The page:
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        Ultra-Thin AFM Enables Integration with Light Microscope
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Abstract

Atomic force microscopy (AFM) is used in a wide range of applications for imaging sub-nanometer resolution topography, as well as for analysis of physical characteristics (such as surface stiffness and electromagnetic properties). While surface imaging and characterization on the nanoscale is of great value and is widely used across all fields of science, correlation with other types of microscopy can greatly enhance the value of those measurements. Here, we discuss a new approach that uses a small, ultra-thin AFM, which allows it to be integrated with standard light microscopes. The authors believe the design will allow for a new paradigm in microscopy, by enabling all the advantages of AFM to be combined with the advanced imaging capabilities of research-grade light microscopes.

Introduction

Atomic force microscopy (AFM) and light microscopy each have advantages and disadvantages. It is the general consensus that the operation of a light microscope is much faster and more intuitive than that of an AFM. And unlike the limited microscopes typically provided with stand-alone AFMs, a research-grade light microscope provides an extensive range of contrast methods to enhance feature visibility for images obtained on a variety of samples. In addition, light microscopes can provide a large field of view (Figure 1), and the magnification can be changed quickly by simply rotating a turret of objective lenses. However, even with the highest magnification objectives, diffraction-limited light microscopy starts to run out of resolution at around 180 nm [1].

Figure 1 AFM and light microscopy strengths and limitations with regard to resolution and range (field of view).

The advantages of AFM over light microscopy include nanometer-scale lateral image resolution, plus the ability to achieve sub-nanometer vertical resolution [2], as well as femptonewton force resolution. Moreover, AFM can employ techniques such as force spectroscopy to reveal mechanical properties, as well as other modes for measuring electrical characteristics and magnetic forces. However, a disadvantage of AFM is that the maximum lateral scan range (field of view) is typically limited to less than 100 µm. However, due to the increased time required to generate larger scans and the desire for higher-resolution images, the vast majority of AFM scans are performed over a region of 10 µm or less. In addition, the maximum Z range for AFM scan heads is typically limited to under 30 µm, with some Z scanners capable of only 5 µm or less.

Materials and Methods

Limitations of conventional AFMs

Scanning probe microscopes have three basic elements: a sharp probe on a cantilever, a piezo scanner (for tip or sample), and a means of detecting interactions between the probe and the sample. Many AFMs use a beam of laser light reflected off the back surface of the cantilever to detect the motion of the cantilever caused by forces exerted on the probe from interactions with the sample surface. Most AFMs also include a light microscope for positioning the probe tip onto the sample. However, a long-working-distance objective is required to accommodate the “beam-bounce” of the optical lever method of signal detection (Figure 2). This optical lever technique is employed on many of the best-performing AFMs providing the highest sensitivity [3]. Other AFM methods, such as piezo-electric detection, piezo-resistive detection, capacitive detection, optical interferometry, and scanning tunneling microscopy are rarely used in practice because of sensitivity, complexity, and cost limitations. Detecting changes in the amplitude of reflected light is the simplest and, therefore, most commonly used method for measuring cantilever deflection.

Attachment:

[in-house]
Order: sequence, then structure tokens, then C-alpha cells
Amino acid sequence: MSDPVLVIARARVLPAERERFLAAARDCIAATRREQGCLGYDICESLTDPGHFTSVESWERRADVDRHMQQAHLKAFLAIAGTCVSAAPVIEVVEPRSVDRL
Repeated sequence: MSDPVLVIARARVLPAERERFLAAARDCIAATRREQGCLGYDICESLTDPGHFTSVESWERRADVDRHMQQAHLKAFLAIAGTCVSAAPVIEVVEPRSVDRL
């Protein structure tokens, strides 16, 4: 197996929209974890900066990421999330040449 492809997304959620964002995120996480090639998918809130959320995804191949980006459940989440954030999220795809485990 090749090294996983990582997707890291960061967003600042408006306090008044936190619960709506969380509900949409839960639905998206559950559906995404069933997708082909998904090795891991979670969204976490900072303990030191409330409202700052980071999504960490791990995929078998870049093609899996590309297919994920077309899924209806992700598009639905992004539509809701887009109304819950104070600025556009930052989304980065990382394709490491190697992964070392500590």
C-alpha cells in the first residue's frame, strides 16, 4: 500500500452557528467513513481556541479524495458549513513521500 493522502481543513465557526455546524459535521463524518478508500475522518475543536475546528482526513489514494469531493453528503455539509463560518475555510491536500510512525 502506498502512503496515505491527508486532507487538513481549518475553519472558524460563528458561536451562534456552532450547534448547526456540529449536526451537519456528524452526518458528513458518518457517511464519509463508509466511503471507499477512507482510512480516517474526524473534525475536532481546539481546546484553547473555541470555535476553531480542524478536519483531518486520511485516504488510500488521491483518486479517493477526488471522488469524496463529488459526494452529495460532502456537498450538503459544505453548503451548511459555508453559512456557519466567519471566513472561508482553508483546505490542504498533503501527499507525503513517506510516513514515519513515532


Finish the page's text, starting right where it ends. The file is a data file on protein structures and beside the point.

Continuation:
Figure 2 The optical beam-bounce method employed by conventional AFMs (above) as compared to the patented miniature AFM design from Angstrom Science (below).

In conventional cantilever AFMs, laser light is reflected near the end of the cantilever. The cantilever mechanically transforms the magnitude of the force exerted on the probe into angular displacements of the reflecting surface. Reflection then transforms these angular displacements of the reflecting surface into angular displacements of the reflected laser beam that are twice as large. Propagation of the light beam away from the reflecting surface transforms these angular displacements into spatial displacements of the laser beam, which are then measured by a position-sensitive detector. This method of force detection is commonly referred to as optical lever or beam-bounce.

Advantages of a smaller head size

Standard cantilever AFM designs employ a head that includes the laser, detector, and a mechanical structure that attaches these components to the cantilever base. Vibration and drift in this mechanical structure create additional angular and spatial displacements that limit the ability to measure the smallest angular displacements associated with probe forces. In a sample-scanning cantilever AFM, reducing the head size offers several advantages. The primary advantage is improved immunity to vibration and drift. Another advantage is the ability to meet the head size and mass budget associated with certain applications. In a head-scanning cantilever AFM, reducing the head size offers additional advantages, primarily that the resonance frequencies and associated head scan rates can be significantly increased. Another advantage is that the size of the piezo and motor drive elements and their associated power requirements can be reduced.

Advantages of an ultra-thin AFM

A smaller, thinner AFM head permits the use of light microscopy objectives with shorter working distances and higher numerical aperture (NA), thereby improving spatial resolution and signal collection efficiency. Diffraction-limited optics give resolution as d= λ/2NA where NA is nsinθ (refractive index times the sine of the angle of light accepted by the objective). Desirable high-NA objective lenses are associated with better image resolution, but also shorter working distances. The long-working-distance requirements of most commercial AFMs cause the typical 20× objective of the light microscope to have a low NA of ~0.3 and a resolving power of only about 1 µm.